Some day soon, Nvidia's CEO Jen-Hsun Huang is going to walk on stage at some obscure electronics industry event and say these words: "We love PC gaming. Our heritage is in 3D gaming hardware. And that's why we're more excited than ever to announce we're never making another gaming video card again."
Sound like a doomsday scenario? Then you might be a PC game tinkerer.
There are two types of PC gamers. Firstly, there are people who love PC gaming because of all the fantastic things PC games have that their console or mobile games do not: a complex, precise interface; the ability to easily extend game experiences with modifications both official and otherwise; an incredible wealth of indie and experimental games; and the best graphics and sound experience a normal human being can buy.
Then there are the gamers who like the PC because they mistake tinkering with hardware from a couple of dozen of vendors—all of whom get their silicon from three giant corporations—as some sort of engineering, despite that it's more or less electric LEGO for masochists. These tinkerers are holding back PC gaming hardware—and that includes the very benchmark by which they gauge themselves: graphics performance.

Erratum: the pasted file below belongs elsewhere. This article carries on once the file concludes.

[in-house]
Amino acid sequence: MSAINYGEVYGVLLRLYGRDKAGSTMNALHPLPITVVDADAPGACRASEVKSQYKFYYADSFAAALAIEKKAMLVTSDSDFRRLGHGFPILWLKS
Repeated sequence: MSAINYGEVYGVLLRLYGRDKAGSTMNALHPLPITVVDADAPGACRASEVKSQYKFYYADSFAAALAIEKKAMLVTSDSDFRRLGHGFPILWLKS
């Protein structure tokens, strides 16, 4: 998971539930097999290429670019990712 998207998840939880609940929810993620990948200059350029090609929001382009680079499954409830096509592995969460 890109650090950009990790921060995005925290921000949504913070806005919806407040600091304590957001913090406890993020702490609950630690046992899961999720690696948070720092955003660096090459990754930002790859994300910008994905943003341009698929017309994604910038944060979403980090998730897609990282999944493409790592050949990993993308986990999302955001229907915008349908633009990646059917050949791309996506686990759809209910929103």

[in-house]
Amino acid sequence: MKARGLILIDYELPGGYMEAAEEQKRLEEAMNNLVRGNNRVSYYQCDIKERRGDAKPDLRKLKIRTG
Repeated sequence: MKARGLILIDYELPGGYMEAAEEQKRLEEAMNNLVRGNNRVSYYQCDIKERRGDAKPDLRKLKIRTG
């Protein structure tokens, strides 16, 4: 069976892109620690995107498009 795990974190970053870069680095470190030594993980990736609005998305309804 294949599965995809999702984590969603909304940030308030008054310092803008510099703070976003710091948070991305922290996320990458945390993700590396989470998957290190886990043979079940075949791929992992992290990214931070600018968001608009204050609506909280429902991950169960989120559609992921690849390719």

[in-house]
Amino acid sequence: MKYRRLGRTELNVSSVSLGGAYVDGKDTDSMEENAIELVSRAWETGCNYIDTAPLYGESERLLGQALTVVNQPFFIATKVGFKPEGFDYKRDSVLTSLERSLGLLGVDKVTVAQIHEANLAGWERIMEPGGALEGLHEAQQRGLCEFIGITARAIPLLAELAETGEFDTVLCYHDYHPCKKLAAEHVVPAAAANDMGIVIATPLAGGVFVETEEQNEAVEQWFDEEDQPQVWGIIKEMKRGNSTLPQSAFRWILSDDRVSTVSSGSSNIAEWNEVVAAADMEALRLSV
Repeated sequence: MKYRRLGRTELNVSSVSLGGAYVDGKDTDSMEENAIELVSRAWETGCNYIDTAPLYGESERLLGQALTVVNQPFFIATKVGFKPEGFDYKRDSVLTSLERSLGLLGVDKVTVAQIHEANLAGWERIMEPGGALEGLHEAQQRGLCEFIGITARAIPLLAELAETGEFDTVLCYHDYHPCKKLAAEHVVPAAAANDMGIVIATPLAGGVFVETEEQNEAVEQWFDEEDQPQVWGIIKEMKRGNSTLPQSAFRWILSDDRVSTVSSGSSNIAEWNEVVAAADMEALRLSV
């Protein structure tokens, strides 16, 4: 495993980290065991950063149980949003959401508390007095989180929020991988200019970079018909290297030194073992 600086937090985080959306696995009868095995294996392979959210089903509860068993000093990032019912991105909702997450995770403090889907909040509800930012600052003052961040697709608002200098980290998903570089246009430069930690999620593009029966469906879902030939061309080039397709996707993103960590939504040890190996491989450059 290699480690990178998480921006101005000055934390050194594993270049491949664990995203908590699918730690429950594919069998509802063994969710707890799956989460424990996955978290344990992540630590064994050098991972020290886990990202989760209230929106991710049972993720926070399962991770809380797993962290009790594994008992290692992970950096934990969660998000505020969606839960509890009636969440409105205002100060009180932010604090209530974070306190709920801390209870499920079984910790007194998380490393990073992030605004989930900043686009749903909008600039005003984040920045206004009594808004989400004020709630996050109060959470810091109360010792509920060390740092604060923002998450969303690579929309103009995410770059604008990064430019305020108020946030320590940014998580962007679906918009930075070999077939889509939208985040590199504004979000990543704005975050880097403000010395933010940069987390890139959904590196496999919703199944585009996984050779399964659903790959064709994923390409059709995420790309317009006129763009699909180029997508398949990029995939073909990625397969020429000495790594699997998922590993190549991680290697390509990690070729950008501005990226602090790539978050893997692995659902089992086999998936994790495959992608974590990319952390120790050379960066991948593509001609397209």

PC gaming isn't going to die—but PC tinkering just might. And it's not heretical to be okay with that. I'm disappointed in the short-sighted, overly defensive members of the PC gaming community. Last week I wrote an effusive post about the Razer Blade gaming laptop, pointing out all of the laudable, intelligent things Razer (and its engineering partner, Intel) were doing with the new product line—as well as the thing they were screwing up. (The price.)